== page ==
'url' key in HTTP POST JSON



I’m writing my own ACME client. An example request’s plaintext before JSON and Base64 encoding and signing might look like this (Perl hash, with redactions):

$VAR1 = {
  "payload" => {
    "agreement" => "https://letsencrypt.org/documents/LE-SA-v1.1.1-August-1-2016.pdf",
    "resource" => "new-reg"
  "protected" => {
    "alg" => "ES384",
    "jwk" => {
      "crv" => "P-384",
      "kty" => "EC",
      "x" => "[...]",
      "y" => "[...]"
    "nonce" => "[...]",
    "url" => undef

Note how I intentionally left the ‘url’ key undefined, which causes it to be missing entirely after JSON encoding. My question is the following:

Why does that still work and what is the purpose of that key anyway? It seems like a layer violation to include the URL inside the body of a request to that very same URL.

I will most likely change my code to set that key according to the spec, but I’m curious as to its purpose.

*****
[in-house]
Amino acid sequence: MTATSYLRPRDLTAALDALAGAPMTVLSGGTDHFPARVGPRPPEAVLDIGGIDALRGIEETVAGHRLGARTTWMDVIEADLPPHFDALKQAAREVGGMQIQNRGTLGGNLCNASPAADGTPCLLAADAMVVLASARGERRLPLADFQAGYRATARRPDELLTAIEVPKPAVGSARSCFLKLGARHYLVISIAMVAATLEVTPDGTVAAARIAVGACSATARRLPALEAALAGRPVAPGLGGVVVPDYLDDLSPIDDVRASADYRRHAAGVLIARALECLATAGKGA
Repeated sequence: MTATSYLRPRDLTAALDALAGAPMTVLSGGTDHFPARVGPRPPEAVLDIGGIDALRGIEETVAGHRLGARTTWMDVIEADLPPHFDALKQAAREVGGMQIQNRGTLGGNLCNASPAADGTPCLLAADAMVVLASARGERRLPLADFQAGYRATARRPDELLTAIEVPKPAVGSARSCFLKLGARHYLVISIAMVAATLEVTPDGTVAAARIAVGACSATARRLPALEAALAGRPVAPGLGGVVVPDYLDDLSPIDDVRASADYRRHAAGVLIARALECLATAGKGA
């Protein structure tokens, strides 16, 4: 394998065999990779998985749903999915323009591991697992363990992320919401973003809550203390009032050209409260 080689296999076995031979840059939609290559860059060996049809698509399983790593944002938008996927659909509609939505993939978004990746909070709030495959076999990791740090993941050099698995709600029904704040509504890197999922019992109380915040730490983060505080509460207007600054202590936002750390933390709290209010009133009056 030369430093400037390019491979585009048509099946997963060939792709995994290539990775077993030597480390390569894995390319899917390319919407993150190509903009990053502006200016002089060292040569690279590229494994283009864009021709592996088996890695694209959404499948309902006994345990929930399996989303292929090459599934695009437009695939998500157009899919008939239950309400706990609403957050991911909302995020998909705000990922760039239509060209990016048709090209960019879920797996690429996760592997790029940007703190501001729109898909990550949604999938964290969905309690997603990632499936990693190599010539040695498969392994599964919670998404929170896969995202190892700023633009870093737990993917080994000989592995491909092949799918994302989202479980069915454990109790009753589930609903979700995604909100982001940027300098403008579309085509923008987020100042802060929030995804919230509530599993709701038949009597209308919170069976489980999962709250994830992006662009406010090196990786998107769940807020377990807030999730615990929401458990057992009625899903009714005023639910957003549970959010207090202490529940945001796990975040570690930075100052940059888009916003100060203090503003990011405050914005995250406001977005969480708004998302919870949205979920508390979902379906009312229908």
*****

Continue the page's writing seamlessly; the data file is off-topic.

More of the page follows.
The URL being part of the signed payload ensures that the whole request is mutually authenticated. This was added after a researcher analyzed a formal model of ACME. See this thread for more details (specifically “Issue 1”).


So LE ignoring that key is… a bug, intentional, something else?


That’s probably due to boulder implementing (a variant of) the acme-01 draft (with some backwards-compatible divergences). url was added in acme-03.


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